Structure and Virology
Human respiratory syncytial virus (RSV), which causes illness in people’s lungs and breathing passages, is a highly contagious virus worldwide, and typically circulates during the late autumn and winter months. It is an enveloped, non-segmented negative-strand linear RNA genome virus belonging to the family Paramyxoviridae, subfamily Pneumovirinae, genus Orthopneumovirus. In addition to RSV, the Paramyxoviridae family includes other important human and animal pathogens, such as the Nipah, measles virus, canine distemper virus, and Newcastle virus as well. The RSV virion particle is pleomorphic with a diameter of 150–300 nm and is composed of a helical nucleocapsid packaged in a lipid envelope derived from the host cell membrane. Three transmembrane glycoproteins: the fusion protein (F), the glycoprotein (G), and the small hydrophobic (SH) protein are located on the virus lipid envelope (Fig 1).
Fig 1. RSV Genome Structure
The entire genome of RSV is composed of approximately 15,000 nucleotides and contains 10 genes encoding for 11 proteins, two of which are nonstructural (NS1 and NS2). There are two major antigenic groups (A and B) that have been identified according to cross-reactivity patterns of the F and G integral proteins to monoclonal antibodies (mAbs). Differential contributions in viral infection have been studied, and it was found that the G protein facilitates viral attachment via interaction with glycosaminoglycans on cilium cell surfaces, while the F protein mediates fusion between the virion, the host cell, and the adjacent cell membranes. The formation of multinucleated giant cells called syncytia hallmarks a characteristic cytopathic effect of RSV; hence, viral RNA can spread without forming complete virion particles, and that is how it has gained its name.
Major symptoms and prophylaxis
Clinical symptoms can range from mild cold-like sickness to severe respiratory failure. Recurrent infections of RSV are common during one’s lifetime. Most people show nearly universal rhinorrhea, cough, and low-grade fever after an incubation period of 2 to 8 days, and they recover in two weeks, but certain vulnerable groups of patients are at risk of developing a serious illness because viruses replicate in the bronchi and bronchioles.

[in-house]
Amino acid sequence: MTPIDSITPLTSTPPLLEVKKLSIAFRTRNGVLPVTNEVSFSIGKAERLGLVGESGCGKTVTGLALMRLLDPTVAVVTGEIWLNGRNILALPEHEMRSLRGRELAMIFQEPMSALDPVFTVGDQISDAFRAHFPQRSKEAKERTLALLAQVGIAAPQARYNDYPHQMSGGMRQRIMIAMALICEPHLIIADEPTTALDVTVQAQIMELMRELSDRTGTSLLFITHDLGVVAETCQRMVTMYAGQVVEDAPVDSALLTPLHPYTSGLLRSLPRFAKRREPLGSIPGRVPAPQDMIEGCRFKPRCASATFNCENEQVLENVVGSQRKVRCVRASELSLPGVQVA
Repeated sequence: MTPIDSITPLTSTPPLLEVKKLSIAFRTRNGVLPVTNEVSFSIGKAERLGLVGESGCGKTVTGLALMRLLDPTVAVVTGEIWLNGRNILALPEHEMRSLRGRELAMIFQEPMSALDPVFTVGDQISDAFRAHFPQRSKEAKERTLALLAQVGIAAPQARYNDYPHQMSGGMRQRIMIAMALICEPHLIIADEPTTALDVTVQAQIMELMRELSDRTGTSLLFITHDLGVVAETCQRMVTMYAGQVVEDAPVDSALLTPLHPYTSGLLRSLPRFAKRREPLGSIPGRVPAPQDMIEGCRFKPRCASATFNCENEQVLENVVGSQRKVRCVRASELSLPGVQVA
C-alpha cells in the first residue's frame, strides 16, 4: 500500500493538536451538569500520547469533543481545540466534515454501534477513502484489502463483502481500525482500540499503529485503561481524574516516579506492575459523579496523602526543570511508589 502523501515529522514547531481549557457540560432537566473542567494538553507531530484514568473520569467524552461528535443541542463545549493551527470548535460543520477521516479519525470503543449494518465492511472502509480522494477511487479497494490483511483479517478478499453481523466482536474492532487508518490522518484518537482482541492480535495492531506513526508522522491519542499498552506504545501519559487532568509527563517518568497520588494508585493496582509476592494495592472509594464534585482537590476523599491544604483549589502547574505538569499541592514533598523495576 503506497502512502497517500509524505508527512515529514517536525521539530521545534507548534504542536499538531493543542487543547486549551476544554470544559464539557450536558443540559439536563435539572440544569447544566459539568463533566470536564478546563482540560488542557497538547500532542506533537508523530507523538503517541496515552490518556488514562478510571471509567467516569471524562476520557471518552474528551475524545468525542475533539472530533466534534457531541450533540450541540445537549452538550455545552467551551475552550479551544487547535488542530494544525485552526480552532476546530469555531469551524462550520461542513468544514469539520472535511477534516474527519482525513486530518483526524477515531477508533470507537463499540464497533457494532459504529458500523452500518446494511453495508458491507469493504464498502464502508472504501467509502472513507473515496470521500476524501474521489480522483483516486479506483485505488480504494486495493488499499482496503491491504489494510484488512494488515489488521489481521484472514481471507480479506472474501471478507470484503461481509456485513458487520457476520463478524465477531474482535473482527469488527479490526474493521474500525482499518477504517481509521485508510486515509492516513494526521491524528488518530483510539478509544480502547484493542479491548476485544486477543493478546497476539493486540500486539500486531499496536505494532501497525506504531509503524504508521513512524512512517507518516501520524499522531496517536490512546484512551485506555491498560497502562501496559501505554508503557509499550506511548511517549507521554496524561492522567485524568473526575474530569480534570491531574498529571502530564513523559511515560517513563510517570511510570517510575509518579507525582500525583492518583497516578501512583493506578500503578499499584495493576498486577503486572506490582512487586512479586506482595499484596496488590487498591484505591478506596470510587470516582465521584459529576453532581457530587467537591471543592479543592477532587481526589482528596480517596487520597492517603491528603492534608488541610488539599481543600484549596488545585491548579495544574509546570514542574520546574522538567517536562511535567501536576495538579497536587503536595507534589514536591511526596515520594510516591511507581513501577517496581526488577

Since its discovery in 1956, RSV infection has become a leading cause of emergency department visits and hospitalizations in infants and children, especially during their first 6 months of life or before reaching the age of two.
Substantial mortality alongside morbidity among the elderly with debilitating conditions and immunocompromised individuals are stated owing to generalized and intense inflammatory damage in the lungs. Besides acute manifestations of bronchiolitis and pneumonia, RSV may exacerbate chronic medical conditions e.g., asthma, chronic obstructive pulmonary disease, and congestive heart failure.
Both RSV serogroups A and B cocirculate in the community and studies conducted in diverse regions of the world reveal consistent shifts or a balance in RSV group dominance. Recurrent infections indicate that different strains share only partial cross-immunity.
Sequence variation of the RSV-G gene and amino-acid or glycan-linked antigenic sites respectively produces multiple RSV genotypes and presumably weakens preexisting host immune responses, which in turn enhances virus pathogenicity. In contrast, the trimeric RSV-F protein is relatively conserved among isolated strains from both A and B subgroups, with amino acid sequence identities of 90% or higher.
Although natural RSV infection appears to confer partial and nondurable immunity, neutralizing antibodies against the RSV-F protein can prevent severe disease by passive prophylaxis with the F-directed mAbs like palivizumab and nirsevimab.
Therefore, the RSV-F protein is likewise a promising target for vaccine development, but it should undergo conformational changes and be antigenically distinct between the prefusion and postfusion states. Isolated antibodies specially binding to epitopes on RSV-F protein that are only exposed at the metastable prefusion conformation have been reported to display satisfactory neutralizing activity, outperforming previous ones.
Accurate and prompt diagnosis not only can precondition therapeutic strategies so as to protect the lives of humans and reduce the burden on the healthcare system, but also contribute in having a timely response towards future emerging respiratory virus epidemics. Recent advances in point-of-care tests (POCTs) including nucleic acid amplification and dipstick-based immunoassays improved shortcomings in terms of turnaround time and performance.
The reverse transcription-PCR (RT-PCR) technique is the most widely utilized tool for diagnosing and genotyping RSV infections. In the past decade, multiplex and quantitative real-time RT-PCR (qRT-PCR) assays have been developed to detect nucleic acids extracted from a swab sample suspected of various respiratory viruses, thus clarifying suspicion cases with overlapping symptoms or those that are asymptomatic. Lateral flow immunoassay (LFIA), also known as rapid detection test (RDT), allows for the rapid, qualitative detection of RSV antigen (viral F protein) directly from nasopharyngeal swabs, aspirate, or wash specimens for symptomatic patients. The claimed sensitivity and specificity are normally above 90% but vary considerably depending on the manufacturer. By attaining some certifications of manufacturing practices, a manufacturer can provide proof of quality for their products. Modifications of LFIA may be through adopting chromogenic nanoparticle catalysts or reselecting capturing antibodies.